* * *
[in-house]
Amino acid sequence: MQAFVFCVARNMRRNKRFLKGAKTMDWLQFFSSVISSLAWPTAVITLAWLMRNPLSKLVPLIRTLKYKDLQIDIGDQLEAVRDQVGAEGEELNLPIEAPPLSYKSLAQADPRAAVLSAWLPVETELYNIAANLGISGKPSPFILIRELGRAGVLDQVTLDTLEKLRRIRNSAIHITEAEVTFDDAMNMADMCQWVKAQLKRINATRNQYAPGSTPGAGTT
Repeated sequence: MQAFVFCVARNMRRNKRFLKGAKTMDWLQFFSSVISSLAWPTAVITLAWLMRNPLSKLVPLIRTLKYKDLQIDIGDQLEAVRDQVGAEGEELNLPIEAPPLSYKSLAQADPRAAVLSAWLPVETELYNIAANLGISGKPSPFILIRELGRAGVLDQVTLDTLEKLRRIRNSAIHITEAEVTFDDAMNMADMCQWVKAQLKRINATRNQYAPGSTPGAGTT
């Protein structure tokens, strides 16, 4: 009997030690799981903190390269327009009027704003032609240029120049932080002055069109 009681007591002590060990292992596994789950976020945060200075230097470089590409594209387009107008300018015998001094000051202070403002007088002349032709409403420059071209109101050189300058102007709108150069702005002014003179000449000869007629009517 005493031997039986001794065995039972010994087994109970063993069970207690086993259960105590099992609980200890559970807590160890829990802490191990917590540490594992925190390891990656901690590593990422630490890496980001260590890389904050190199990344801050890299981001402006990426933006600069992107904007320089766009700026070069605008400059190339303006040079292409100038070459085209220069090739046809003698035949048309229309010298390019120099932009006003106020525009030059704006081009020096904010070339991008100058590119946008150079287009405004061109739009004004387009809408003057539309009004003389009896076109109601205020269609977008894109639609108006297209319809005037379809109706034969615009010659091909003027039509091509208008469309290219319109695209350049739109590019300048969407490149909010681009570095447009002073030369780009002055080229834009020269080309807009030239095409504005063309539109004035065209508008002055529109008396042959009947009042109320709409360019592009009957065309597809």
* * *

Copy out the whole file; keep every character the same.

[in-house]
Amino acid sequence: MQAFVFCVARNMRRNKRFLKGAKTMDWLQFFSSVISSLAWPTAVITLAWLMRNPLSKLVPLIRTLKYKDLQIDIGDQLEAVRDQVGAEGEELNLPIEAPPLSYKSLAQADPRAAVLSAWLPVETELYNIAANLGISGKPSPFILIRELGRAGVLDQVTLDTLEKLRRIRNSAIHITEAEVTFDDAMNMADMCQWVKAQLKRINATRNQYAPGSTPGAGTT
Repeated sequence: MQAFVFCVARNMRRNKRFLKGAKTMDWLQFFSSVISSLAWPTAVITLAWLMRNPLSKLVPLIRTLKYKDLQIDIGDQLEAVRDQVGAEGEELNLPIEAPPLSYKSLAQADPRAAVLSAWLPVETELYNIAANLGISGKPSPFILIRELGRAGVLDQVTLDTLEKLRRIRNSAIHITEAEVTFDDAMNMADMCQWVKAQLKRINATRNQYAPGSTPGAGTT
């Protein structure tokens, strides 16, 4: 009997030690799981903190390269327009009027704003032609240029120049932080002055069109 009681007591002590060990292992596994789950976020945060200075230097470089590409594209387009107008300018015998001094000051202070403002007088002349032709409403420059071209109101050189300058102007709108150069702005002014003179000449000869007629009517 005493031997039986001794065995039972010994087994109970063993069970207690086993259960105590099992609980200890559970807590160890829990802490191990917590540490594992925190390891990656901690590593990422630490890496980001260590890389904050190199990344801050890299981001402006990426933006600069992107904007320089766009700026070069605008400059190339303006040079292409100038070459085209220069090739046809003698035949048309229309010298390019120099932009006003106020525009030059704006081009020096904010070339991008100058590119946008150079287009405004061109739009004004387009809408003057539309009004003389009896076109109601205020269609977008894109639609108006297209319809005037379809109706034969615009010659091909003027039509091509208008469309290219319109695209350049739109590019300048969407490149909010681009570095447009002073030369780009002055080229834009020269080309807009030239095409504005063309539109004035065209508008002055529109008396042959009947009042109320709409360019592009009957065309597809």